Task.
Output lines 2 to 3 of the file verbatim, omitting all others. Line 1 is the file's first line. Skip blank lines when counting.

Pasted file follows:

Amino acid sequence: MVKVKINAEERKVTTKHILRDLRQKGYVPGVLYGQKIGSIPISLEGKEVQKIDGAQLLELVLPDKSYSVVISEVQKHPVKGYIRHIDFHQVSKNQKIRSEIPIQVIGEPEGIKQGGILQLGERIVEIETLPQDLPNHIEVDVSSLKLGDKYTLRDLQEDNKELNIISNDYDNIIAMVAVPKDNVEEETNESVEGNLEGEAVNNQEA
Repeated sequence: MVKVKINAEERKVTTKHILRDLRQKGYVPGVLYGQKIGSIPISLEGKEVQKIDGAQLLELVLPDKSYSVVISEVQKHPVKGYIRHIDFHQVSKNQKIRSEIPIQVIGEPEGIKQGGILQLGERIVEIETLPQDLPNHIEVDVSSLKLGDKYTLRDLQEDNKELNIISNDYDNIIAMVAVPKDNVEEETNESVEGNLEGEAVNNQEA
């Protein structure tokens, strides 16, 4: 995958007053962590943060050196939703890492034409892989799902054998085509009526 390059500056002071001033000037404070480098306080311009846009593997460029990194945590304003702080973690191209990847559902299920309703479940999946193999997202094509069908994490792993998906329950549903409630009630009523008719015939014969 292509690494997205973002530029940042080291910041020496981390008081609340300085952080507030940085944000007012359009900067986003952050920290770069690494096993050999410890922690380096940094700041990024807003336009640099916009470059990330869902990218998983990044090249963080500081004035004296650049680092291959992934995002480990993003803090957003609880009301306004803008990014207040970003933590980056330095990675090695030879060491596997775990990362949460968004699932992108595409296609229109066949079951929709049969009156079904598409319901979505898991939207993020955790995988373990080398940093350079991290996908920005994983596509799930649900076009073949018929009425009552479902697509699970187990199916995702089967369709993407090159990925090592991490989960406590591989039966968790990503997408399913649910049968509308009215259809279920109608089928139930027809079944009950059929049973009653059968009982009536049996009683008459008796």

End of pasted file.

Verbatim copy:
Repeated sequence: MVKVKINAEERKVTTKHILRDLRQKGYVPGVLYGQKIGSIPISLEGKEVQKIDGAQLLELVLPDKSYSVVISEVQKHPVKGYIRHIDFHQVSKNQKIRSEIPIQVIGEPEGIKQGGILQLGERIVEIETLPQDLPNHIEVDVSSLKLGDKYTLRDLQEDNKELNIISNDYDNIIAMVAVPKDNVEEETNESVEGNLEGEAVNNQEA
């Protein structure tokens, strides 16, 4: 995958007053962590943060050196939703890492034409892989799902054998085509009526 390059500056002071001033000037404070480098306080311009846009593997460029990194945590304003702080973690191209990847559902299920309703479940999946193999997202094509069908994490792993998906329950549903409630009630009523008719015939014969 292509690494997205973002530029940042080291910041020496981390008081609340300085952080507030940085944000007012359009900067986003952050920290770069690494096993050999410890922690380096940094700041990024807003336009640099916009470059990330869902990218998983990044090249963080500081004035004296650049680092291959992934995002480990993003803090957003609880009301306004803008990014207040970003933590980056330095990675090695030879060491596997775990990362949460968004699932992108595409296609229109066949079951929709049969009156079904598409319901979505898991939207993020955790995988373990080398940093350079991290996908920005994983596509799930649900076009073949018929009425009552479902697509699970187990199916995702089967369709993407090159990925090592991490989960406590591989039966968790990503997408399913649910049968509308009215259809279920109608089928139930027809079944009950059929049973009653059968009982009536049996009683008459008796």